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Yom HaShoah: Remembrance and Transmittance

In November 2021, I joined a trip with NY legislators to San Juan Puerto Rico as part of the Somos conference. During the trip, The Blue Card led a remembrance service at a Holocaust memorial titled “In the Shadows of their Absence” which was designed by New York artists Michael Berkowitz and Bonnie Srolovitz.

While many might find it surprising that a Holocaust memorial monument would be located on Constitution Avenue in San Juan, the experience was an important reminder that Holocaust education and remembrance is a universal issue which is not limited to any particular geographic location.

Holocaust memorials are meant to provide the public with a permanent testament about the atrocities of the Nazi Regime which organized the systematic murder of 13 million innocent people.

However, beyond the physical reminder, Holocaust monuments serve as an intergenerational educational resource to learn about the past while stimulating questions regarding current injustices.

This Yom HaShoah, The Blue Card is emphasizing the concept of L’dor V’dor, which translates to From Generation to Generation. Central to the idea of L’dor V’dor is passing down intergenerational life lessons, and traditions.

While The Blue Card’s mission is to support Holocaust Survivors with honor and dignity through financial support, our organization is also committed to ensuring that the valuable perspectives of Holocaust survivors on resilience and humanity are transmitted to the next generation.

With this in mind, The Blue Card created The Simcha Project, an engaging program for B’nei Mitzvah students. Many Bar and Bat Mitzvah students seek to enrich their experience of this milestone event by strengthening their ties to the global Jewish community and by performing tzedakah, an act of charity. The program is especially designed for middle-school students; however, students of all ages, and individuals celebrating a simcha or special occasion, are welcome to participate.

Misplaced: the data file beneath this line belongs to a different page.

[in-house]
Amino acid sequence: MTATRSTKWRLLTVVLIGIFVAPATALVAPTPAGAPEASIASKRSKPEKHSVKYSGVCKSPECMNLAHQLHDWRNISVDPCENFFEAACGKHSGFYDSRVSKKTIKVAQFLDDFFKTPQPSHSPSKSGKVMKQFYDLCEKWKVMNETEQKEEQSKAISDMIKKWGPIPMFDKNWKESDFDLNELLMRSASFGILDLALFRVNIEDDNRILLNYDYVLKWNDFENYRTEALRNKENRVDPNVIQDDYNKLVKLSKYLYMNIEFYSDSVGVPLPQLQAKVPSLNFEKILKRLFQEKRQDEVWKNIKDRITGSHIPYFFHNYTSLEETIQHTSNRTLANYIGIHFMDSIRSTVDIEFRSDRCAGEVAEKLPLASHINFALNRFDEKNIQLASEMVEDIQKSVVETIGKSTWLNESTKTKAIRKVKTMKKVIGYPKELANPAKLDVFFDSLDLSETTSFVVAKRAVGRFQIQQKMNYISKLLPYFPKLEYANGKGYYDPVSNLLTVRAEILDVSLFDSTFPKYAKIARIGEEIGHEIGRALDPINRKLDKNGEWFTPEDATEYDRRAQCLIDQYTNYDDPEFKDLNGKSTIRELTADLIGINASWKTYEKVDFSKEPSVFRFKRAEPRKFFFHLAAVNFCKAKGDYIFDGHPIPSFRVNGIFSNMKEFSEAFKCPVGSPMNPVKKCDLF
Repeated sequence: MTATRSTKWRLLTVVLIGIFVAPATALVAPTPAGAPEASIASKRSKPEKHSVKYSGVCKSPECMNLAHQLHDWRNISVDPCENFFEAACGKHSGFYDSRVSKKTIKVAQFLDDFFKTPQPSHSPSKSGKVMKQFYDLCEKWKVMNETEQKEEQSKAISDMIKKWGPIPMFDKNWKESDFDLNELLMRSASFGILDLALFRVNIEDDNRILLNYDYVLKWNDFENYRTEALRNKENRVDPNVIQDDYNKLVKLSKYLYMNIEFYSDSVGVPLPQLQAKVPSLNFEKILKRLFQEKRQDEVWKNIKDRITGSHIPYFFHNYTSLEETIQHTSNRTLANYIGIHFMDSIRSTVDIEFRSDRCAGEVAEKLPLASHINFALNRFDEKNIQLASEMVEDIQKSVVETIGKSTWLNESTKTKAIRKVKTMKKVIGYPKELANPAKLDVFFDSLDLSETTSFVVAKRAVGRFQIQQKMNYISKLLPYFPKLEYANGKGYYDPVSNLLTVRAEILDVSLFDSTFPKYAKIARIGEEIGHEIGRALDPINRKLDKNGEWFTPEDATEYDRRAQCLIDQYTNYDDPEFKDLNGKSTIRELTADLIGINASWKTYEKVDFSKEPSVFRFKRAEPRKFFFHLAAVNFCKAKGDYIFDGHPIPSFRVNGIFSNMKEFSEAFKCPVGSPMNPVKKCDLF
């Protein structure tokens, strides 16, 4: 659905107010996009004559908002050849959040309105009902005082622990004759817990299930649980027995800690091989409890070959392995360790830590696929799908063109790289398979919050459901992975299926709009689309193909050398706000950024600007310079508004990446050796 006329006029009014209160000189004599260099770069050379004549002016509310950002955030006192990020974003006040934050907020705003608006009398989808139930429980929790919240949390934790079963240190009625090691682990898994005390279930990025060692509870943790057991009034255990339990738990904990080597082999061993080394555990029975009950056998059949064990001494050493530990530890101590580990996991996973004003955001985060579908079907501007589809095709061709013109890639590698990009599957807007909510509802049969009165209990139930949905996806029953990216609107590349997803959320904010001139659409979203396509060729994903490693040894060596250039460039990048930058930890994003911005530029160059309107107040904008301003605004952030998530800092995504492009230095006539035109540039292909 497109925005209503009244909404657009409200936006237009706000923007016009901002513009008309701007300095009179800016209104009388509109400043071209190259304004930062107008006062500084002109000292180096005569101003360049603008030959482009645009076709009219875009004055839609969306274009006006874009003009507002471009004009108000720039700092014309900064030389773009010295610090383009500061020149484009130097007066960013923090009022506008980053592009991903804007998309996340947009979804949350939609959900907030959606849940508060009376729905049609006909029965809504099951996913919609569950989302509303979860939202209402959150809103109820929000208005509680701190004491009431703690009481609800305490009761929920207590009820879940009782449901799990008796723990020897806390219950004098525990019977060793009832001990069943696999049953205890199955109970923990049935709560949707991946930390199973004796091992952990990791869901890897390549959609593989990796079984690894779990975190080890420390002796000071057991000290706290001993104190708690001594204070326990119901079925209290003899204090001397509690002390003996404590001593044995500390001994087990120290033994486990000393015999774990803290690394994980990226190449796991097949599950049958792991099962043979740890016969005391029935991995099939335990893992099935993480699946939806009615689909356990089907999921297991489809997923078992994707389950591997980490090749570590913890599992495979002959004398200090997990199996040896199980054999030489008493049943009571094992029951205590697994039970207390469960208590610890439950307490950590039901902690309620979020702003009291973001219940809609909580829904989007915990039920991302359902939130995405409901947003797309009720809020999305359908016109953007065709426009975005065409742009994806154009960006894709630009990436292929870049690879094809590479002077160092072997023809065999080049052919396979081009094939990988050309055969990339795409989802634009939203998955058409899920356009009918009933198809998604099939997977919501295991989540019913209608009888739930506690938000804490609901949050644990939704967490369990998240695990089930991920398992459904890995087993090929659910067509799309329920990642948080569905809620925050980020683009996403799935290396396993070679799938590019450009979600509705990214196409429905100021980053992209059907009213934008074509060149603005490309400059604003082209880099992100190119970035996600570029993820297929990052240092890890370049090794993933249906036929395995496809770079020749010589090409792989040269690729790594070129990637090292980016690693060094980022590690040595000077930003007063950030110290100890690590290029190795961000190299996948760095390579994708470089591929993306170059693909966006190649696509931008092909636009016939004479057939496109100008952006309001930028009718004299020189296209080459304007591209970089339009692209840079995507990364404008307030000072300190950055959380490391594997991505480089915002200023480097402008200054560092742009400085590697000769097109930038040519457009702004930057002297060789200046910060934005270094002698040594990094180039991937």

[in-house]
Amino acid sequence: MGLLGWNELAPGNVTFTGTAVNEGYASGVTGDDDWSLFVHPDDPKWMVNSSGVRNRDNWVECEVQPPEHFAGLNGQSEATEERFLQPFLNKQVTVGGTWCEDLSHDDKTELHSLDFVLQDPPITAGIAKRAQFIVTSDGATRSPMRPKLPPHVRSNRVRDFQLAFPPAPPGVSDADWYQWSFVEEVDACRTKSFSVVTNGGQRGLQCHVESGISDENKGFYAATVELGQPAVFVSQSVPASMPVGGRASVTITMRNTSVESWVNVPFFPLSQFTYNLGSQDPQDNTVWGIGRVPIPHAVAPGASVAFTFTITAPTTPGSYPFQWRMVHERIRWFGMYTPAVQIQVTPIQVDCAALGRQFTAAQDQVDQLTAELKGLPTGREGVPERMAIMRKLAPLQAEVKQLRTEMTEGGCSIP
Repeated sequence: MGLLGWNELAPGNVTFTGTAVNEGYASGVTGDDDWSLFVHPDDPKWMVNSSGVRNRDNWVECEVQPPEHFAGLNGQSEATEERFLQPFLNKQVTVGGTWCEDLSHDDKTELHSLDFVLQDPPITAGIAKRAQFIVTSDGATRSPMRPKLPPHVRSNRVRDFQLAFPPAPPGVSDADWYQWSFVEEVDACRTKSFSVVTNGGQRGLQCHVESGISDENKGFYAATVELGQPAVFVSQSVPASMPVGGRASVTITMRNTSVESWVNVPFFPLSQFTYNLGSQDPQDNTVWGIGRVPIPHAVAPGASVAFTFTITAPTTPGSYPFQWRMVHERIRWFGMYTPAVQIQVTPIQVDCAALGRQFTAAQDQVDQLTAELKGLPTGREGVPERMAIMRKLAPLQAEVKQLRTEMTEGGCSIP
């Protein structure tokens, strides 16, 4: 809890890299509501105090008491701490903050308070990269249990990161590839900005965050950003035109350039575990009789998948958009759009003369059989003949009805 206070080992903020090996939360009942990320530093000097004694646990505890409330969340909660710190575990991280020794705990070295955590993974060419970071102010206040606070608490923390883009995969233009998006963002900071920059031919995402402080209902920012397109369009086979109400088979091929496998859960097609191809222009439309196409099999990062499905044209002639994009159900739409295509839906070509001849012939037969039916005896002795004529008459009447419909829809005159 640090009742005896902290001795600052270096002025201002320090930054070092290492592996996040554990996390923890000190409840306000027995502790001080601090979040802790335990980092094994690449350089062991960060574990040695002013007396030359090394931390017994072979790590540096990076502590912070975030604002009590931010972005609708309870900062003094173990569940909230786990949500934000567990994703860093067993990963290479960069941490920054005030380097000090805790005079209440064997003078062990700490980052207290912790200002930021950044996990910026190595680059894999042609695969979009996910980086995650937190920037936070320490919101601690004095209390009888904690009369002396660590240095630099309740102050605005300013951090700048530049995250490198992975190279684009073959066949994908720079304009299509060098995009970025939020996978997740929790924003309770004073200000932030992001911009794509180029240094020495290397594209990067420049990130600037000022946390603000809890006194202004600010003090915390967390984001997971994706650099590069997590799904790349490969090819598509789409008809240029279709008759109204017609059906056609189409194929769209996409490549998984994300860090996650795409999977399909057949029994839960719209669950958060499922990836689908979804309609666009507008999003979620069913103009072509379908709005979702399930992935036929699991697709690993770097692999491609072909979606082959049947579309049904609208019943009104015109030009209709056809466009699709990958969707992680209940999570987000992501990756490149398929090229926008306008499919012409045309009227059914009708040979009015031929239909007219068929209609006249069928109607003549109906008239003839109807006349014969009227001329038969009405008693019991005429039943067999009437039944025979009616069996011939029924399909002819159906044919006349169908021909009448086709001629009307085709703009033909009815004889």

The opportunity to meet with and interview survivors of the Shoah, understand the enduring lessons of this tragic history, and enhance a personal connection to Judaism all make The Simcha Project a truly unforgettable experience.

The challenge for the next generation is not only to pay homage to the memorials of the past, but to transcend the lessons which inspired their creation. Therefore, while monuments provide a permanent physical fixture, our duty as a community is to ensure that the critical life lessons of the last generation of survivors are preserved and retold for generations to come.

Perhaps the poet and Holocaust hero Hannah Senesh best encapsulates the important duality of remembrance and transmittance: “There are stars whose radiance is visible on earth though they have long been extinct. There are people whose brilliance continues to light the world even though they are no longer among the living. These lights are particularly bright when the night is dark. They light the way for human kind.”

About the Author
Masha Pearl was named Executive Director of The Blue Card, a national non-profit that has been aiding needy Holocaust survivors since 1934, in January 2013 at the age of 28. As Executive Director, she is responsible for a staff of 28 full/part-time and volunteers and oversees an annual budget of $2.2 million.
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